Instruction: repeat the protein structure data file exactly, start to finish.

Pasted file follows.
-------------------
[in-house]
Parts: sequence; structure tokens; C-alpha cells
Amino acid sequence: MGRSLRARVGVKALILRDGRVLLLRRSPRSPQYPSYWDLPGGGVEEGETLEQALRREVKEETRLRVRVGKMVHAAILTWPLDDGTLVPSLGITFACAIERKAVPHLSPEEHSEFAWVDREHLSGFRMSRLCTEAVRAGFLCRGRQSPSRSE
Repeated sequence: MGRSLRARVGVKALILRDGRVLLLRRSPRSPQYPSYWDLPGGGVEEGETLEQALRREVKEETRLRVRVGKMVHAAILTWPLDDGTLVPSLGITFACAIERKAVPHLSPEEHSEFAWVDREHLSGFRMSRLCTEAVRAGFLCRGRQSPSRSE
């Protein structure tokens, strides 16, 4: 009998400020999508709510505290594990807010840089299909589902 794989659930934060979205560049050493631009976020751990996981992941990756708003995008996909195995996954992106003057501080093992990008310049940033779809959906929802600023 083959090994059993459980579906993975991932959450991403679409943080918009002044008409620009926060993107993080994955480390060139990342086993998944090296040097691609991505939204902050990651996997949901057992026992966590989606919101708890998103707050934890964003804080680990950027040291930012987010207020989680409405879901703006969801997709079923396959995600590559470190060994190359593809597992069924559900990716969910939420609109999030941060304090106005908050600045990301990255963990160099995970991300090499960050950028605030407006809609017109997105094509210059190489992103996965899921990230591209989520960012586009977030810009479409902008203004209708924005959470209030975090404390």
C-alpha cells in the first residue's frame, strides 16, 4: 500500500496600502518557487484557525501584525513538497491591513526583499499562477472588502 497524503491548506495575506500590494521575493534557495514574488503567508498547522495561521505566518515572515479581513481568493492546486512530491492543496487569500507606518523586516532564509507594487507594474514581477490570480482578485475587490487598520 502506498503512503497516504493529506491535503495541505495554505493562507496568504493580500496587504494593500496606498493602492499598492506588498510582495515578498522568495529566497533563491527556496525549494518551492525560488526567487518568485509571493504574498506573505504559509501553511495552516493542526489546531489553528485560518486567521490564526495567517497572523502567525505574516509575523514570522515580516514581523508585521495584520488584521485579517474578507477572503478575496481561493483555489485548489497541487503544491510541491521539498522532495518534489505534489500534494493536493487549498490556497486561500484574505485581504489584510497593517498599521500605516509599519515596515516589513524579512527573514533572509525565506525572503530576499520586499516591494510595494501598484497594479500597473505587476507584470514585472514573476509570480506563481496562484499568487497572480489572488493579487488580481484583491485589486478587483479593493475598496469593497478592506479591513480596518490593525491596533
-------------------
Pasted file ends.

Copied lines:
[in-house]
Parts: sequence; structure tokens; C-alpha cells
Amino acid sequence: MGRSLRARVGVKALILRDGRVLLLRRSPRSPQYPSYWDLPGGGVEEGETLEQALRREVKEETRLRVRVGKMVHAAILTWPLDDGTLVPSLGITFACAIERKAVPHLSPEEHSEFAWVDREHLSGFRMSRLCTEAVRAGFLCRGRQSPSRSE
Repeated sequence: MGRSLRARVGVKALILRDGRVLLLRRSPRSPQYPSYWDLPGGGVEEGETLEQALRREVKEETRLRVRVGKMVHAAILTWPLDDGTLVPSLGITFACAIERKAVPHLSPEEHSEFAWVDREHLSGFRMSRLCTEAVRAGFLCRGRQSPSRSE
């Protein structure tokens, strides 16, 4: 009998400020999508709510505290594990807010840089299909589902 794989659930934060979205560049050493631009976020751990996981992941990756708003995008996909195995996954992106003057501080093992990008310049940033779809959906929802600023 083959090994059993459980579906993975991932959450991403679409943080918009002044008409620009926060993107993080994955480390060139990342086993998944090296040097691609991505939204902050990651996997949901057992026992966590989606919101708890998103707050934890964003804080680990950027040291930012987010207020989680409405879901703006969801997709079923396959995600590559470190060994190359593809597992069924559900990716969910939420609109999030941060304090106005908050600045990301990255963990160099995970991300090499960050950028605030407006809609017109997105094509210059190489992103996965899921990230591209989520960012586009977030810009479409902008203004209708924005959470209030975090404390």
C-alpha cells in the first residue's frame, strides 16, 4: 500500500496600502518557487484557525501584525513538497491591513526583499499562477472588502 497524503491548506495575506500590494521575493534557495514574488503567508498547522495561521505566518515572515479581513481568493492546486512530491492543496487569500507606518523586516532564509507594487507594474514581477490570480482578485475587490487598520 502506498503512503497516504493529506491535503495541505495554505493562507496568504493580500496587504494593500496606498493602492499598492506588498510582495515578498522568495529566497533563491527556496525549494518551492525560488526567487518568485509571493504574498506573505504559509501553511495552516493542526489546531489553528485560518486567521490564526495567517497572523502567525505574516509575523514570522515580516514581523508585521495584520488584521485579517474578507477572503478575496481561493483555489485548489497541487503544491510541491521539498522532495518534489505534489500534494493536493487549498490556497486561500484574505485581504489584510497593517498599521500605516509599519515596515516589513524579512527573514533572509525565506525572503530576499520586499516591494510595494501598484497594479500597473505587476507584470514585472514573476509570480506563481496562484499568487497572480489572488493579487488580481484583491485589486478587483479593493475598496469593497478592506479591513480596518490593525491596533